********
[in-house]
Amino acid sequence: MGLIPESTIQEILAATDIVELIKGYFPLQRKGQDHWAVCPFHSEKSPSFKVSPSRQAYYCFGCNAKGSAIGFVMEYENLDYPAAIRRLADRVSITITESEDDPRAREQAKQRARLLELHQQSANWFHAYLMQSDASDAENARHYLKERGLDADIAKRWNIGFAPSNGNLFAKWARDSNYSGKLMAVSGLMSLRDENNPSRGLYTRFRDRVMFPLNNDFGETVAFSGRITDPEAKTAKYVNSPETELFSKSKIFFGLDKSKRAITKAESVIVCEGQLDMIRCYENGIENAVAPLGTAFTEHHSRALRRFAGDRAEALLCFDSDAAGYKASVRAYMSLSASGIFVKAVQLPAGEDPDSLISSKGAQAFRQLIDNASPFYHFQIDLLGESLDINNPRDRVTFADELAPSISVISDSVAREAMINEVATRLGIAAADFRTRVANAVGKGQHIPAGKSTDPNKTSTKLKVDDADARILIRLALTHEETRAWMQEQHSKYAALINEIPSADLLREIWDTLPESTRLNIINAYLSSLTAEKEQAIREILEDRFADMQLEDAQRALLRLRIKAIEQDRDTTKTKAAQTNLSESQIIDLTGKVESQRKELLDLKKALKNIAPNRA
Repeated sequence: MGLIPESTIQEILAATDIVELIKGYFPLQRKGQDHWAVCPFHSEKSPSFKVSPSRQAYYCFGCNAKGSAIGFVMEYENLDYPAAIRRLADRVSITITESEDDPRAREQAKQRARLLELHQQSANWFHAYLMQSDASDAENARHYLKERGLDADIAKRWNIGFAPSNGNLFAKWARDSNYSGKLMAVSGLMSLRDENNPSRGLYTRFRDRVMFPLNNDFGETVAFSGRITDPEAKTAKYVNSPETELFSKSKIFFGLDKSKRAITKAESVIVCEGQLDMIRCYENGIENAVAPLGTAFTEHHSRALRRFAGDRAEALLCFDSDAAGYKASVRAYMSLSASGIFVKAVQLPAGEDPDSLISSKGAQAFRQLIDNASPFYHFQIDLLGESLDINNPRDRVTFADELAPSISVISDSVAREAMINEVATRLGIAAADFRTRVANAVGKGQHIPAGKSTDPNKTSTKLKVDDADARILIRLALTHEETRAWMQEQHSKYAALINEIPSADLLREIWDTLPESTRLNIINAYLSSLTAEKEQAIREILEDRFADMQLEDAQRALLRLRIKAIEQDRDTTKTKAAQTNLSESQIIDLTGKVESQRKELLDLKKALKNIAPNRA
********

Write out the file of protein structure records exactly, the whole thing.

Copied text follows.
[in-house]
Amino acid sequence: MGLIPESTIQEILAATDIVELIKGYFPLQRKGQDHWAVCPFHSEKSPSFKVSPSRQAYYCFGCNAKGSAIGFVMEYENLDYPAAIRRLADRVSITITESEDDPRAREQAKQRARLLELHQQSANWFHAYLMQSDASDAENARHYLKERGLDADIAKRWNIGFAPSNGNLFAKWARDSNYSGKLMAVSGLMSLRDENNPSRGLYTRFRDRVMFPLNNDFGETVAFSGRITDPEAKTAKYVNSPETELFSKSKIFFGLDKSKRAITKAESVIVCEGQLDMIRCYENGIENAVAPLGTAFTEHHSRALRRFAGDRAEALLCFDSDAAGYKASVRAYMSLSASGIFVKAVQLPAGEDPDSLISSKGAQAFRQLIDNASPFYHFQIDLLGESLDINNPRDRVTFADELAPSISVISDSVAREAMINEVATRLGIAAADFRTRVANAVGKGQHIPAGKSTDPNKTSTKLKVDDADARILIRLALTHEETRAWMQEQHSKYAALINEIPSADLLREIWDTLPESTRLNIINAYLSSLTAEKEQAIREILEDRFADMQLEDAQRALLRLRIKAIEQDRDTTKTKAAQTNLSESQIIDLTGKVESQRKELLDLKKALKNIAPNRA
Repeated sequence: MGLIPESTIQEILAATDIVELIKGYFPLQRKGQDHWAVCPFHSEKSPSFKVSPSRQAYYCFGCNAKGSAIGFVMEYENLDYPAAIRRLADRVSITITESEDDPRAREQAKQRARLLELHQQSANWFHAYLMQSDASDAENARHYLKERGLDADIAKRWNIGFAPSNGNLFAKWARDSNYSGKLMAVSGLMSLRDENNPSRGLYTRFRDRVMFPLNNDFGETVAFSGRITDPEAKTAKYVNSPETELFSKSKIFFGLDKSKRAITKAESVIVCEGQLDMIRCYENGIENAVAPLGTAFTEHHSRALRRFAGDRAEALLCFDSDAAGYKASVRAYMSLSASGIFVKAVQLPAGEDPDSLISSKGAQAFRQLIDNASPFYHFQIDLLGESLDINNPRDRVTFADELAPSISVISDSVAREAMINEVATRLGIAAADFRTRVANAVGKGQHIPAGKSTDPNKTSTKLKVDDADARILIRLALTHEETRAWMQEQHSKYAALINEIPSADLLREIWDTLPESTRLNIINAYLSSLTAEKEQAIREILEDRFADMQLEDAQRALLRLRIKAIEQDRDTTKTKAAQTNLSESQIIDLTGKVESQRKELLDLKKALKNIAPNRA